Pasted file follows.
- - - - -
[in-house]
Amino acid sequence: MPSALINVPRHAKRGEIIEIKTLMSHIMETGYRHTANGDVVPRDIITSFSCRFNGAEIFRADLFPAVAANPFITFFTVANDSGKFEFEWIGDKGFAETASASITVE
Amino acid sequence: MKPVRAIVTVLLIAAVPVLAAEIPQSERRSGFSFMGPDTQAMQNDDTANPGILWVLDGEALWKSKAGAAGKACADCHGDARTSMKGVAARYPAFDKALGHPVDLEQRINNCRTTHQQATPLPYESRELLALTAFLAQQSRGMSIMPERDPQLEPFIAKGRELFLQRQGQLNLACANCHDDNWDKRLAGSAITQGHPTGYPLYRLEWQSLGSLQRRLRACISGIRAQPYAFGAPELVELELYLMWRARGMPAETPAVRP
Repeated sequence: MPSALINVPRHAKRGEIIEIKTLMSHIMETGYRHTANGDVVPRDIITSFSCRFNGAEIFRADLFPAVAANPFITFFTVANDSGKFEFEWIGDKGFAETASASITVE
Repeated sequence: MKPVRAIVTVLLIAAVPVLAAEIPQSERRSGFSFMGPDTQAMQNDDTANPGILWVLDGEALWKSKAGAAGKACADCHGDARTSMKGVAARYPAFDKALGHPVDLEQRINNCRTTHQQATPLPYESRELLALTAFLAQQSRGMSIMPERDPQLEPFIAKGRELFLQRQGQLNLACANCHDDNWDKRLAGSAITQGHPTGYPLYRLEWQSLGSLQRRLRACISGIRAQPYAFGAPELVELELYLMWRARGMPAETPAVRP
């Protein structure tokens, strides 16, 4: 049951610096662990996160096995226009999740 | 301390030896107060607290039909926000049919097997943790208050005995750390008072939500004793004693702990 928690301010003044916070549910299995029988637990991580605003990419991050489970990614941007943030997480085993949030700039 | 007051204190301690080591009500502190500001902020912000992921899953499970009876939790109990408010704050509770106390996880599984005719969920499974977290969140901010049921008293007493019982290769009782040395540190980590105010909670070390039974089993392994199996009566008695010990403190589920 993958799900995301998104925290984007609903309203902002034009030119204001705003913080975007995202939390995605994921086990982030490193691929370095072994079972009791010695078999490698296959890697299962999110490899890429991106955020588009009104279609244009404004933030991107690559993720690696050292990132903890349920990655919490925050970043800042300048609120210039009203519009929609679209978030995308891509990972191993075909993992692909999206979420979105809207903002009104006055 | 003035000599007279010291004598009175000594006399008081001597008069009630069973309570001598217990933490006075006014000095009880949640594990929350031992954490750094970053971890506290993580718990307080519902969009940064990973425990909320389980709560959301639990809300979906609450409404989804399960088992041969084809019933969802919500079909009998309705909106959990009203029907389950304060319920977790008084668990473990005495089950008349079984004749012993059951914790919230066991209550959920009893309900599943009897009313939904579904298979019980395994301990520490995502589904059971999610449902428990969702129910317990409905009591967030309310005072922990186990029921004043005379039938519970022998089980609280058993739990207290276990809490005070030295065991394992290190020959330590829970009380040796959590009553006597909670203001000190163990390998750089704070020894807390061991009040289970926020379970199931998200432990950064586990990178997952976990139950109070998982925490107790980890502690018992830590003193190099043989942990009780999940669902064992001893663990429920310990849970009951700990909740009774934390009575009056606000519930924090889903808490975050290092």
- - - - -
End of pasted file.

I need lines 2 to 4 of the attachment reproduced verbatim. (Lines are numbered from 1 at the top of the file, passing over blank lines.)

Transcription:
Amino acid sequence: MPSALINVPRHAKRGEIIEIKTLMSHIMETGYRHTANGDVVPRDIITSFSCRFNGAEIFRADLFPAVAANPFITFFTVANDSGKFEFEWIGDKGFAETASASITVE
Amino acid sequence: MKPVRAIVTVLLIAAVPVLAAEIPQSERRSGFSFMGPDTQAMQNDDTANPGILWVLDGEALWKSKAGAAGKACADCHGDARTSMKGVAARYPAFDKALGHPVDLEQRINNCRTTHQQATPLPYESRELLALTAFLAQQSRGMSIMPERDPQLEPFIAKGRELFLQRQGQLNLACANCHDDNWDKRLAGSAITQGHPTGYPLYRLEWQSLGSLQRRLRACISGIRAQPYAFGAPELVELELYLMWRARGMPAETPAVRP
Repeated sequence: MPSALINVPRHAKRGEIIEIKTLMSHIMETGYRHTANGDVVPRDIITSFSCRFNGAEIFRADLFPAVAANPFITFFTVANDSGKFEFEWIGDKGFAETASASITVE